Creates a daily usage curve. On Saturday and Sunday, the metric is much lower than on weekdays. The min and max of the curve are set by -b and -p
--linear
Creates a line between the values given for -b plotted over the time given for -p
--csv
Reads a CSV file from the stdin and sends it to StackState. The content of the CSV file should be in the format timestamp,value

sts topology send

Please refer to usage.md in the CLI zip archive for detailed instructions.
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​
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Argument
Details
-h
Show usage information and available arguments.

Inspect topic data

All data flowing through StackState flows through topics, for example topology, telemetry and traces. For debugging purposes, these topics can be inspected using the CLI. This can come in handy, for example, to make sure that StackState is receiving data correctly when you write your own integrations.

sts topic list

Get a list of all Kafka topics.
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sts topic list
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sts topic show

Use the topic show command to display data for a specific topic.
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sts topic show <topic>
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Arguments

Argument
Format
Description
\
string
The Kafka topic to show data for. Topic names can be retrieved using sts topic list.

Manage StackPacks

The StackState CLI can be used to manage the StackPacks in your StackState instance.

Install a StackPack

To install a StackPack, you must first upload it to the StackState server.
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# Upload a StackPack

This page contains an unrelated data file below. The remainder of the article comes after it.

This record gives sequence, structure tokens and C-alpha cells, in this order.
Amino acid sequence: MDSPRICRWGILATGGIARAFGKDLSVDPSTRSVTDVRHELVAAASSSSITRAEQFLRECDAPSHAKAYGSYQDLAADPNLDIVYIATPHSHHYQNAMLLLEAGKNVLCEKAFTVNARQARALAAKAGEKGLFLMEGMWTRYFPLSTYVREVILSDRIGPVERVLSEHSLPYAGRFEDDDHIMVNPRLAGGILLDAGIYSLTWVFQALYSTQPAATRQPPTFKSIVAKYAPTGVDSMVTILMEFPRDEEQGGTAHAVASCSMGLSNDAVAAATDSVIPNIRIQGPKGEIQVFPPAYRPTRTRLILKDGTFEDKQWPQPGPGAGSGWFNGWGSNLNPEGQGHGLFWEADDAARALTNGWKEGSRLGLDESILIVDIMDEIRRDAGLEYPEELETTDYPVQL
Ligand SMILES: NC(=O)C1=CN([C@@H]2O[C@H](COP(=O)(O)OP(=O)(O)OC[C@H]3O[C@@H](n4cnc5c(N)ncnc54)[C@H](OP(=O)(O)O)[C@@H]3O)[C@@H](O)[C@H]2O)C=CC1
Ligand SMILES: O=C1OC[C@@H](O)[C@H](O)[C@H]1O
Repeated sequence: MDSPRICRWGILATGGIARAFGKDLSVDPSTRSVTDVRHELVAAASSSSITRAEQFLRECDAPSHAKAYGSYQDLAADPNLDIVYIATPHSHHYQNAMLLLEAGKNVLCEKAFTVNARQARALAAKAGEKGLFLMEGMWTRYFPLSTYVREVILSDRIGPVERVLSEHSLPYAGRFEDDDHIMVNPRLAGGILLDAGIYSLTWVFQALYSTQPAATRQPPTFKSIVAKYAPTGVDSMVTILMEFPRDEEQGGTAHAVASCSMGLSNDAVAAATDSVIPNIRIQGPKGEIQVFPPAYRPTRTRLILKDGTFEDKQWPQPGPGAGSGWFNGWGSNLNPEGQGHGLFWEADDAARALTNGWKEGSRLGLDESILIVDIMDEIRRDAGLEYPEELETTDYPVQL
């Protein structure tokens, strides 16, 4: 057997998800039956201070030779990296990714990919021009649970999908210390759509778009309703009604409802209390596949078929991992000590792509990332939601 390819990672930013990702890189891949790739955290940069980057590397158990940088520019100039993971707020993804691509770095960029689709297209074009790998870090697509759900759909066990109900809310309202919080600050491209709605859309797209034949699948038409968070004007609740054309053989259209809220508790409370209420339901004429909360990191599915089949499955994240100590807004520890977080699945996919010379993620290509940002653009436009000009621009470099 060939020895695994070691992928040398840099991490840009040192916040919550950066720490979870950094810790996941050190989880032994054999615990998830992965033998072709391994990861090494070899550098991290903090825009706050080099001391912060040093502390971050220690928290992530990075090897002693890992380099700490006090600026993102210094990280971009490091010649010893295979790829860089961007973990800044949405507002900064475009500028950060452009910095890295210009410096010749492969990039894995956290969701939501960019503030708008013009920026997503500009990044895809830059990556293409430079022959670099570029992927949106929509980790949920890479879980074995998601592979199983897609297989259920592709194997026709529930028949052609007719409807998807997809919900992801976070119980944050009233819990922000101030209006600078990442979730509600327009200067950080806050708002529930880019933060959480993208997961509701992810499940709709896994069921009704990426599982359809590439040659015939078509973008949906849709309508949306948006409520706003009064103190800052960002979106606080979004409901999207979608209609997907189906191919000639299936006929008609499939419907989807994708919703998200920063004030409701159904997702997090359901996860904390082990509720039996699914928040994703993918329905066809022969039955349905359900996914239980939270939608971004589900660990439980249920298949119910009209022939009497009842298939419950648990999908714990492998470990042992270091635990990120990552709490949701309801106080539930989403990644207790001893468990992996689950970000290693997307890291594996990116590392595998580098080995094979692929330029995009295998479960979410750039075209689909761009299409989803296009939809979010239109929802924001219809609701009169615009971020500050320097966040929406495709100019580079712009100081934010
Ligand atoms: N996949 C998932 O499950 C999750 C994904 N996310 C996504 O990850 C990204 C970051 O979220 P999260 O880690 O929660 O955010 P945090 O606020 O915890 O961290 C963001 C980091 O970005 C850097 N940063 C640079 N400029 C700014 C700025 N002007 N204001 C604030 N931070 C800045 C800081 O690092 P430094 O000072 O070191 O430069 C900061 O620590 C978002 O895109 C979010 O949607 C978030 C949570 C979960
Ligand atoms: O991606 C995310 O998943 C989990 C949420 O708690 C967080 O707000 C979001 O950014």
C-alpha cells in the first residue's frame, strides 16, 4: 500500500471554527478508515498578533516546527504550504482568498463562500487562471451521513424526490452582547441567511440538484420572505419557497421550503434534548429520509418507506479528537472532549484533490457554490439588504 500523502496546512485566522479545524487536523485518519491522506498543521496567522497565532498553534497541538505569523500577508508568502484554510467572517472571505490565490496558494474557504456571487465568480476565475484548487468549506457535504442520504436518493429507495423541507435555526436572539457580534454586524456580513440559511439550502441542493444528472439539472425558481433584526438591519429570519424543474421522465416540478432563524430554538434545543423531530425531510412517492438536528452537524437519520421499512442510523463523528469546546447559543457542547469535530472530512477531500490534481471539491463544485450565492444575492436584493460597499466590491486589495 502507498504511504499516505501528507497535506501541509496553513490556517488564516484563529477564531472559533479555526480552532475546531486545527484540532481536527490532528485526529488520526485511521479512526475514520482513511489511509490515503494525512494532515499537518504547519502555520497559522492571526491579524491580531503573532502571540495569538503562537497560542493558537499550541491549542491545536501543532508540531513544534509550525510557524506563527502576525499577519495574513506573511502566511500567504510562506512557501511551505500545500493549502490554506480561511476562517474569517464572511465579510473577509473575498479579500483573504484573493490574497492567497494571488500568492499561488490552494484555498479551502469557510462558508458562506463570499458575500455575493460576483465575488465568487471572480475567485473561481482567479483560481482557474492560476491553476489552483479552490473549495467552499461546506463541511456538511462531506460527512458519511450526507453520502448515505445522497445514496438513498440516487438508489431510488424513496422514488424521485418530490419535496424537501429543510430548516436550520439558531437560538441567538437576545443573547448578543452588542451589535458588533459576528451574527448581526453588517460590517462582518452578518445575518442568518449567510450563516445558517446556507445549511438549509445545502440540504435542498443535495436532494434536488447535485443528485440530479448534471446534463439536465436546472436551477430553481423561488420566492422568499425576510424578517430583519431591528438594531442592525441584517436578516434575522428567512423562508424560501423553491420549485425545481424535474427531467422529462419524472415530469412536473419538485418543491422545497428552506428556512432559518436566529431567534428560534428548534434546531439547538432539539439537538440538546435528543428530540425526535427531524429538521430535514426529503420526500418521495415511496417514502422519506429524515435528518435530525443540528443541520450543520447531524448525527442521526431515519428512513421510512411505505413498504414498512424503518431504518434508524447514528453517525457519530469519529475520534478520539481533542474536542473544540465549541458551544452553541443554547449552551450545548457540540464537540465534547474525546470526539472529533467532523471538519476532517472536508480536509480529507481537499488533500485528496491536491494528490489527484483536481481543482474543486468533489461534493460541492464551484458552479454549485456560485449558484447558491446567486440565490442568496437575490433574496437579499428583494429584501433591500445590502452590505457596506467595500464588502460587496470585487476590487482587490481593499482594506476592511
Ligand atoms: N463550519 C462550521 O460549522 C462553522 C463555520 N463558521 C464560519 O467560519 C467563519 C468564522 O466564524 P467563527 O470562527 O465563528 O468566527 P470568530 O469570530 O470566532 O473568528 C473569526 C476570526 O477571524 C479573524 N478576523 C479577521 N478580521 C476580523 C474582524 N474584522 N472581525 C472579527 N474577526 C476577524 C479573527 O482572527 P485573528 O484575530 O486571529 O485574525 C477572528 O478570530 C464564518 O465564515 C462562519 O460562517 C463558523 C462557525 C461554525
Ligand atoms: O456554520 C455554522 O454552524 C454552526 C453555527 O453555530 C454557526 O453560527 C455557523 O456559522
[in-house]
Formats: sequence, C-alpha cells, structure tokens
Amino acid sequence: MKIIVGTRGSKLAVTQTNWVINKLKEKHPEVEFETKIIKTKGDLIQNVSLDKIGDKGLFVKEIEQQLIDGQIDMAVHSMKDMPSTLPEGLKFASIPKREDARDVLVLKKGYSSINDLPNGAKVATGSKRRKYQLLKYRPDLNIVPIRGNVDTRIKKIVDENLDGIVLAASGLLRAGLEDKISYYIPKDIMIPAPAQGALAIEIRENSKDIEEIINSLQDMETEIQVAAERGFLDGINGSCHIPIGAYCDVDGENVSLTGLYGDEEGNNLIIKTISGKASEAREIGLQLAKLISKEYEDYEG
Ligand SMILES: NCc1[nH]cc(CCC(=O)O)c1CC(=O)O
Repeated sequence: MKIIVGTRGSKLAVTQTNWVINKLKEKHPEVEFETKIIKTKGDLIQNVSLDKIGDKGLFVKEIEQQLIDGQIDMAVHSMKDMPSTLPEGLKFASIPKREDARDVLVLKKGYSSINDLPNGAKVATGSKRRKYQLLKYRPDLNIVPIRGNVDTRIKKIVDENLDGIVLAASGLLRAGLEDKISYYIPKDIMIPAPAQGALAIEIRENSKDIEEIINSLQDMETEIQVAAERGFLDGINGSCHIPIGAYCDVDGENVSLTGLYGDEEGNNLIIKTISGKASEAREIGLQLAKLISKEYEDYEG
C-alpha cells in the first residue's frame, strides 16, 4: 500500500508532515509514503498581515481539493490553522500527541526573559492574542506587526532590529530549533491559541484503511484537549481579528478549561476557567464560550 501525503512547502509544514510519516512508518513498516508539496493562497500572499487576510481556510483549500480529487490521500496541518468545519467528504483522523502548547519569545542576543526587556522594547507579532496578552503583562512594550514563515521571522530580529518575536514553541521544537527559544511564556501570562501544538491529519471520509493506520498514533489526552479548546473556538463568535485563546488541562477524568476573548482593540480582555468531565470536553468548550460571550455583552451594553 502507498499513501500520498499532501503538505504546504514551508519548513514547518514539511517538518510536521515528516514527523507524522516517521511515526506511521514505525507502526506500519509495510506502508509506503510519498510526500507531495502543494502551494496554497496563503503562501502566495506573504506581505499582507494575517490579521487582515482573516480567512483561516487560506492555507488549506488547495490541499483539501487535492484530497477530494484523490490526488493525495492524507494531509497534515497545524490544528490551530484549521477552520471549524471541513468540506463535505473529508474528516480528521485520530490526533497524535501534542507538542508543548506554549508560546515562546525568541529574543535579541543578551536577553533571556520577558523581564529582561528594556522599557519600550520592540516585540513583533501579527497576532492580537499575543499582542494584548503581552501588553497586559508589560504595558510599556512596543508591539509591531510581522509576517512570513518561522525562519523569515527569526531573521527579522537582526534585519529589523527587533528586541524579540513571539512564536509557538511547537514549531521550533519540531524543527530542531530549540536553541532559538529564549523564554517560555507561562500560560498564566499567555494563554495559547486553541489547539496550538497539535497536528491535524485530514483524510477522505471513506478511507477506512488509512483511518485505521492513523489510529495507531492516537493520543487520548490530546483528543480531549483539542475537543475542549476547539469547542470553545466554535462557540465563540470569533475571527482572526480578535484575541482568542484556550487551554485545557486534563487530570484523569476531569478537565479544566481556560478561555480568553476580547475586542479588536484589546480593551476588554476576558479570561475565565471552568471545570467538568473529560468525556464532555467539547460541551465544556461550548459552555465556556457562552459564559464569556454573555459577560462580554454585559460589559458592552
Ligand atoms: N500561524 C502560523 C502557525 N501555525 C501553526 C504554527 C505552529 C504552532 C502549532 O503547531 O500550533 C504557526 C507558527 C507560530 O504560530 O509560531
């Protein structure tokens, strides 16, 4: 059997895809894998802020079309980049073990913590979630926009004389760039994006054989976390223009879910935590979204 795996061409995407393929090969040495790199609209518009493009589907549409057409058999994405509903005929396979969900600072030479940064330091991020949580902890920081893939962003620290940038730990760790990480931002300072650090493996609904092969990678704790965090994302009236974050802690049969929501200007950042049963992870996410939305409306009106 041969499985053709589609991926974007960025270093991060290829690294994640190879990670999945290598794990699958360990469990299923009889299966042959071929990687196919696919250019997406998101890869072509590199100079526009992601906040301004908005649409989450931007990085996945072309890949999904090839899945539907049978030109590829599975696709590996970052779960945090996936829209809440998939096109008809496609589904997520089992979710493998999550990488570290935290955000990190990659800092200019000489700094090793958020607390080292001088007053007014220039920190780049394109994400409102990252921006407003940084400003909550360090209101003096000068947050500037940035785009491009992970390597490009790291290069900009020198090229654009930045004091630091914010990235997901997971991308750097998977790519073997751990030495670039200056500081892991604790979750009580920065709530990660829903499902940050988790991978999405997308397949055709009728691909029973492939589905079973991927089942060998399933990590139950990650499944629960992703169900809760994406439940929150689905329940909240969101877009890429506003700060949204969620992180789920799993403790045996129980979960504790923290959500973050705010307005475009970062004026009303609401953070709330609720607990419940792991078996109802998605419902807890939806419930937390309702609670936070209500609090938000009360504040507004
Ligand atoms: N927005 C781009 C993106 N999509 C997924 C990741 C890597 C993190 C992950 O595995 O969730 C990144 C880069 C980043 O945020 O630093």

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sts stackpack upload /path/to/MyStackPack-1.0.0.sts
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​
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# Install an uploaded StackPack
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sts stackpack install MyStackPack
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​
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# Provide parameters for StackPack install:
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sts stackpack install -p param1 value1 -p param2 value2 MyStackPack
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For example, the open-source SAP StackPack requires the parameter sap_host during installation. This command kicks off that installation:
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sts stackpack install -p sap_host sap1.acme.com stackpack-sap-1.0.1.sts
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Upgrade a StackPack

If you want to upgrade a StackPack, first upload the new StackPack version to the StackState server, then trigger the upgrade with the following command:
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# Upload new StackPack version
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sts stackpack upload /path/to/MyStackPack-1.0.1.sts
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​
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# Upgrade to the uploaded StackPack
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sts stackpack upgrade MyStackPack
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Note that StackState will upgrade to the latest StackPack version available on the StackState server.

Uninstall a StackPack

Uninstall a StackPack as follows:
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sts stackpack uninstall MyStackPack
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Scripting

Use sts script to execute a script via standard input. For example:
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echo "Topology.query(\"label IN ('stackpack:aws')\")" | sts script execute
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Note that the script provided as input must use proper quoting.

License

The StackState CLI can be used to check your license validity and update a license key when needed, for example, in case of expiration.
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# check license key validity
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sts subscription show
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​
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# Update license key
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sts subscription update new-license-key
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Note that it is not necessary to do this via the CLI. StackState will also offer this option in the UI when a license is about to expire or has expired.

See also

Last modified 10d ago